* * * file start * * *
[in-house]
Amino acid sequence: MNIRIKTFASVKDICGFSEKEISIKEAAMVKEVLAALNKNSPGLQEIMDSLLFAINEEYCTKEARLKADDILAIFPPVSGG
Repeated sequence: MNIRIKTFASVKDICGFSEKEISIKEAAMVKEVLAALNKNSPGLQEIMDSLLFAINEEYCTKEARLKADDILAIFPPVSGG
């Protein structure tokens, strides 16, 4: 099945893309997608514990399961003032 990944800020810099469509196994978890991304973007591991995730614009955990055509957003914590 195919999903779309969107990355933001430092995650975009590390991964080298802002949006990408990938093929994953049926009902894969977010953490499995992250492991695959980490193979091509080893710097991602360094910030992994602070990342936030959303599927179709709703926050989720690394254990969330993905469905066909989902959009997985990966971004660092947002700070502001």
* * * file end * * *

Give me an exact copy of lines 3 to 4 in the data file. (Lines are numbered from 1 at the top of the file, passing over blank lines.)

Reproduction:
Repeated sequence: MNIRIKTFASVKDICGFSEKEISIKEAAMVKEVLAALNKNSPGLQEIMDSLLFAINEEYCTKEARLKADDILAIFPPVSGG
């Protein structure tokens, strides 16, 4: 099945893309997608514990399961003032 990944800020810099469509196994978890991304973007591991995730614009955990055509957003914590 195919999903779309969107990355933001430092995650975009590390991964080298802002949006990408990938093929994953049926009902894969977010953490499995992250492991695959980490193979091509080893710097991602360094910030992994602070990342936030959303599927179709709703926050989720690394254990969330993905469905066909989902959009997985990966971004660092947002700070502001």